BELIZE CITY, Thurs. Jan. 18, 2018– The lands in the sprawling Chiquibul forest reserves continue to attract Guatemalans who continue to plunder the resources of this sensitive area of Belize by harvesting xaté leaves, panning for gold, hunting protected game, and logging, but now, wealthy Guatemalans have been systematically introducing cattle ranching in the area.
According to the Executive Director of Friends for Conservation and Development (FCD) Raphael Manzanero, cattle ranching has been going on in the southern Chiquibul for almost two years now.
Amandala spoke to Idelso Leslie, from the Ministry of Foreign Affairs, about how the Ministry of Foreign Affairs would go about dealing with this problem.
Leslie told us that it would be safer if we directed our questions to the CEO of the ministry. However, he advised us that it was better for us to direct our questions to the executive members of the government.
Leslie said that we would first have to verify if the cattle are indeed in Belize. In that case, the Belize Defence Force would have to go out to make that verification. If that is the case and they are within one kilometer of the border, we would ask the Organization of American States (OAS) to do verification for us, because we have an agreement with the OAS and Guatemala.
Leslie explained that anything that is within one kilometer of the border has to be verified by the OAS adjacency zone office. If it is outside the one-kilometer zone, then the government, through its authorities, would have to make a determination if those cattle are to be slaughtered or taken back to Guatemala.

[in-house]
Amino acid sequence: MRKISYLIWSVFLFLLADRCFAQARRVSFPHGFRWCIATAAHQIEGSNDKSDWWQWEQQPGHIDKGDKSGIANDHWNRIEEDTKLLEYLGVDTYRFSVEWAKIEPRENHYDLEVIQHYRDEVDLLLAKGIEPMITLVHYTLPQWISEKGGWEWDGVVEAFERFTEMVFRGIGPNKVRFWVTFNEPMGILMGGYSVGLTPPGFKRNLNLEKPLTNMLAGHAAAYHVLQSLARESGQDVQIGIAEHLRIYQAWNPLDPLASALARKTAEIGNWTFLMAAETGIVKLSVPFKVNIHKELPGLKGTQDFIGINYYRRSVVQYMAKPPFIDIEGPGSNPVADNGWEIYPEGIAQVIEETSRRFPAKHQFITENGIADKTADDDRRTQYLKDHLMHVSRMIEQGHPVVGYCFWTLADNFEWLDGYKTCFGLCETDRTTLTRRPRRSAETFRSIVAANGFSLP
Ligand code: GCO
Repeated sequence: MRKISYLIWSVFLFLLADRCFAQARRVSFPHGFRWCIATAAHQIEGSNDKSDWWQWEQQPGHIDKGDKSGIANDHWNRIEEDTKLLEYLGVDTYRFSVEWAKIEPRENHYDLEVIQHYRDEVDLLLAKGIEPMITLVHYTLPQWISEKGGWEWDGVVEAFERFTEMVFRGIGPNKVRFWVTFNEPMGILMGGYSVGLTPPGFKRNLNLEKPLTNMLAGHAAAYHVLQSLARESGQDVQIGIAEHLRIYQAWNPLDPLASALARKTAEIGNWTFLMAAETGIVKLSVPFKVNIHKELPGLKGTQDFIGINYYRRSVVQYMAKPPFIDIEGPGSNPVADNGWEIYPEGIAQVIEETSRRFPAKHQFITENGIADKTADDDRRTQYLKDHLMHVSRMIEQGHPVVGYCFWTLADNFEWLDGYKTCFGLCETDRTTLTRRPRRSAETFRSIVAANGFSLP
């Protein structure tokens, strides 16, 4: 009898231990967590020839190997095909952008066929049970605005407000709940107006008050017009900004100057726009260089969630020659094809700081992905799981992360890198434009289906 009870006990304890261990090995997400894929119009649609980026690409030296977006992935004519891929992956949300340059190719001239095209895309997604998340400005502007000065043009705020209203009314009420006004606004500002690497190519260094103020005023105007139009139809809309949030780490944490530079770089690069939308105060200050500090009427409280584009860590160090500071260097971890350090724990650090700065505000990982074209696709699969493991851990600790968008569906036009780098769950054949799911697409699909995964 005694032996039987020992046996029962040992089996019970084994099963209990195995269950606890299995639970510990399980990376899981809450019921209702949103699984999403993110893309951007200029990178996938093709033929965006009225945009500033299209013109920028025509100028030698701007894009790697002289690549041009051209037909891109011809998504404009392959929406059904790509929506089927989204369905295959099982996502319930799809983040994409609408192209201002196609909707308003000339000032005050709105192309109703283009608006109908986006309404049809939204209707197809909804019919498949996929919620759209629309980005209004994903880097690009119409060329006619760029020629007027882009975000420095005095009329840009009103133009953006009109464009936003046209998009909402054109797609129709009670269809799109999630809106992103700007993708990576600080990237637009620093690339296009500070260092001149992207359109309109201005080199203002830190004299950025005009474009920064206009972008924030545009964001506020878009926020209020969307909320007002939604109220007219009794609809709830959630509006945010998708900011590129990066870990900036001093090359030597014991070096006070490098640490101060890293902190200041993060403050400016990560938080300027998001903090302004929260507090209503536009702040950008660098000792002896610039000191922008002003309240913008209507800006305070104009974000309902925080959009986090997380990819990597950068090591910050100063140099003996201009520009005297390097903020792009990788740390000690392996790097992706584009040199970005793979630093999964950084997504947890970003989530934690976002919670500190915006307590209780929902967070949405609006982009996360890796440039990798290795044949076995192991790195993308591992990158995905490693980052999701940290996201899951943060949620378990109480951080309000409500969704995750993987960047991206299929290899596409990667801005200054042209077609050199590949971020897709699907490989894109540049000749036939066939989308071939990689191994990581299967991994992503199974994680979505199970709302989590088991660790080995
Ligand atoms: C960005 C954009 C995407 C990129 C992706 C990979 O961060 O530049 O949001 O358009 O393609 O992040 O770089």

From a foreign affairs perspective, we would have to determine if the cattle are in Belize and what we would do with them, Leslie explained.
“Cattle are a very important resource for the other side, so we would have to inform the relevant authorities in Belize, because they might want to retaliate violently. Sometimes it might have to go to Cabinet for a decision, because of the possible fallout,” said Leslie.
Leslie said that the BDF is the authority that would have to inform the rest of the government, because FCD is not an arm of the government, although it plays a support role for the Forestry Department.
Amandala spoke to Manzanero today, Thursday, in a telephone interview, and he told us that they have been monitoring the situation with the ranches that have cropped up in the Chiquibul for over a year.
We asked Manzanero what have the authorities done since he has been highlighting this development to them.
“Nothing has been done, but there have been discussions in terms of formulating a policy for dealing with the problem and engaging with the OAS,” he said.
“Can you say more or less how many acres of land are being used to raise cattle?”, we asked Manzanero, who said that they have still not been able to go down to the ground to make an assessment.
Manzanero said that it would be the national security agencies of the state that would be responsible for addressing this situation, particularly the BDF and the police and the Ministry of Foreign Affairs.
We made several attempts to speak to someone from the BDF, but our efforts were unsuccessful and at one point, the BDF operator told us we were being transferred to the adjutant, but the call was never connected, and when we tried calling back, the call was not answered.